Top Ten Tips to Promote Low Vision Independence

Promoting INDEPENDENCE for Low Vision Patients.

Independence is at the heart of what I do for patients as a low vision provider. So with no more introduction needed, let’s jump right in to the Top 10 Ways to Promote Independence for Low Vision Patients!

#1) Leverage Technology: Smartphones and tablets come with built-in accessibility features such as text-to-speech, large fonts, high contrast modes, and voice commands. Additionally, many specialized apps can further aid in tasks like reading, identifying objects, or navigating. Search “best apps for low vision

#2) Use Assistive Devices: There are many non-optical, non-prescription assistive devices available, such as talking clocks, large-print keyboards, and color identifiers. For a wide selection of aids, I like Maxi-aids, LS&S, and Independent Living Aids. They were able to make conversions from catalogs (when I started practicing) to successful online stores.

#3) Modify Home Environment: Make simple modifications at home like using high-contrast colors for critical items, improving lighting in commonly used areas (see this recent newsletter covering lighting), and organizing and labeling items in a consistent manner.

#4) Embrace Vision Rehabilitation Services: Low vision doctors (like myself), occupational therapists, orientation and mobility specialists, and other therapists can provide prescription and non-prescription glasses, aids, and training to help manage daily activities and navigate both familiar and new environments.

#5) Stay Active: Regular physical activity can enhance overall well-being and help maintain independence through fitness. Consider activities that are safe and enjoyable, such as walking, swimming, or guided exercise programs. Also, inactivity can amplify many disease states, including those in the eyes — so stay active!

#6) Learn New Skills: Skills such as touch typing, using a long cane, or learning Braille can help maintain independence and open up new opportunities for work and leisure. Also, patients committed to life-long learning can adapt more easily when unintended changes in health and vision occur.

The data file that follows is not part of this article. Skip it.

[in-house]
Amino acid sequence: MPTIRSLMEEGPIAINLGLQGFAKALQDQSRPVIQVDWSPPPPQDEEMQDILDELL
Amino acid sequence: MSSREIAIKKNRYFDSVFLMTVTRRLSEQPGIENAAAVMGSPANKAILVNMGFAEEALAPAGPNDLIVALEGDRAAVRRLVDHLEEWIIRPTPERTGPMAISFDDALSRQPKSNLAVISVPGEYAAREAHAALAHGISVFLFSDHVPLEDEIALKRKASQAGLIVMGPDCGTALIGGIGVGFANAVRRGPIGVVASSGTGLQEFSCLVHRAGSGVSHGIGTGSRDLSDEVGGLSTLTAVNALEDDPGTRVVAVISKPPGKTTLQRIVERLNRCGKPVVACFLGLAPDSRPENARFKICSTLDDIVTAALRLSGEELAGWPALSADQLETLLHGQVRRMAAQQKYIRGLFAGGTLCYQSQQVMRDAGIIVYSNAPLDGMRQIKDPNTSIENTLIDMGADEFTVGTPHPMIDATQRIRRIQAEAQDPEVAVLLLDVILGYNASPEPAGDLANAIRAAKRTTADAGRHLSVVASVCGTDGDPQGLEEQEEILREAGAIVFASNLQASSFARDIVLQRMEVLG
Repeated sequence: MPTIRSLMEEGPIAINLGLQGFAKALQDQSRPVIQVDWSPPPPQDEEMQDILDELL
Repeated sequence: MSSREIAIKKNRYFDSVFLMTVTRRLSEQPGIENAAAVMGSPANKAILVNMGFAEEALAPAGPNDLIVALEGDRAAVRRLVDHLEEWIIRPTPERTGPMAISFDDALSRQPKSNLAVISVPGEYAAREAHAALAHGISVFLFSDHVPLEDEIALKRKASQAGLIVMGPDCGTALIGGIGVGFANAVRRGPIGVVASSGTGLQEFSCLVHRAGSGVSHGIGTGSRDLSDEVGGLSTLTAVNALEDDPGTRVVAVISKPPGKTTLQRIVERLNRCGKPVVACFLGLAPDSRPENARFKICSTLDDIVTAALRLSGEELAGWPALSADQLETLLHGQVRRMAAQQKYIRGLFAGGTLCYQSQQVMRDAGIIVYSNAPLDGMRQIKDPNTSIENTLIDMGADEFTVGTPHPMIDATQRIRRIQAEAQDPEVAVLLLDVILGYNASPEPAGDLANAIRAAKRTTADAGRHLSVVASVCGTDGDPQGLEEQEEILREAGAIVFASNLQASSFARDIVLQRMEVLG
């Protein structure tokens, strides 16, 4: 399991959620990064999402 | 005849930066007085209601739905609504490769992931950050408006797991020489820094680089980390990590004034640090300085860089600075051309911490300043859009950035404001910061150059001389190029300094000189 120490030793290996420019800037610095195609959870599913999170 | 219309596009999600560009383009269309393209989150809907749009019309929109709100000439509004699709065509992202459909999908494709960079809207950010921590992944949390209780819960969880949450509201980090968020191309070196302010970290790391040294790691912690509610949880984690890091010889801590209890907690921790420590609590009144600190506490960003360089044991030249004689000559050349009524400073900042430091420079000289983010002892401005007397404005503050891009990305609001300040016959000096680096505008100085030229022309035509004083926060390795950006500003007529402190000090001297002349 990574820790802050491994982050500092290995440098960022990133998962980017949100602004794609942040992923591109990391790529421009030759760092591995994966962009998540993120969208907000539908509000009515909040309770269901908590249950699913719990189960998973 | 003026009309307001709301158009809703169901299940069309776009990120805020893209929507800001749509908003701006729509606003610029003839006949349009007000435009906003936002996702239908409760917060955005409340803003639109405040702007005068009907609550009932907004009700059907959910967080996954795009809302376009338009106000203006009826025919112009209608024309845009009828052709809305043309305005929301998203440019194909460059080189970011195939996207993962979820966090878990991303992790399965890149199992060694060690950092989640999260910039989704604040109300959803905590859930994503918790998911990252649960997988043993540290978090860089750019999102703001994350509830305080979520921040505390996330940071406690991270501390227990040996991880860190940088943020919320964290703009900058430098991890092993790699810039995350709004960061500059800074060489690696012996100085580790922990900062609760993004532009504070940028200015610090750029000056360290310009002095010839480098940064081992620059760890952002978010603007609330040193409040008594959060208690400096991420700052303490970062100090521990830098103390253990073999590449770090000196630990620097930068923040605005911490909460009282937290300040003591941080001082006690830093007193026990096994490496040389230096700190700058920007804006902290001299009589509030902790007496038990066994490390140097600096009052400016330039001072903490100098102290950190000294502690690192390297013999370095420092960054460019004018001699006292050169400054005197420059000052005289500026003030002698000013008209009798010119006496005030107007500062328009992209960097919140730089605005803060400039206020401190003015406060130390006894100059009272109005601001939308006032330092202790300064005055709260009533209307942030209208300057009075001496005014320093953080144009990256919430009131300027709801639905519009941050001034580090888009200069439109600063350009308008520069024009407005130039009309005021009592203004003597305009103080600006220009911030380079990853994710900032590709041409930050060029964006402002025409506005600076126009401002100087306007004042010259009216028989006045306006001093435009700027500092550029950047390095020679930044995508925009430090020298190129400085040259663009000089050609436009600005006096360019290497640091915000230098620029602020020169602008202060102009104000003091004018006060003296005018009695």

#7) Maintain Social Connections: Staying socially active is crucial for emotional well-being. Joining a support group or participating in community activities can provide companionship and practical advice from others who are facing similar challenges.

#8) Use Public Transportation Services: Many cities, and even rural areas, offer special transportation services for people with disabilities. These services can provide door-to-door transport and help maintain independence and social connections (see #7 above).

#9) Prioritize Mental Health: Dealing with vision loss can be challenging. Consider seeking support from a mental health professional if feelings of sadness, frustration, or anxiety become overwhelming. Practicing mindfulness and relaxation techniques can also be beneficial. Again, maintaining social connections can be helpful in this area as well.

#10) Stay Informed and Advocated: Stay updated about new technologies, treatments, and resources. Advocacy is also important – know your rights, communicate your needs clearly, and don’t be afraid to ask for the accommodations you require to maintain your independence. Don’t allow your vision disability to limit your opportunities!

Dr. Long discussing topics of independence with a low vision patient who is wearing special glasses
Dr. Long discussing independence with a patient who is wearing bioptic telescopic glasses.

That last tip, advocacy…whether it’s driving, taxes, accessibility, or simply being on a level playing field, we always help advocate for your/our patients to the extent allowable by law.
For more information call 1-877-577-2040 to discuss your situation with us.  Thank you, Dr. Jarrod Long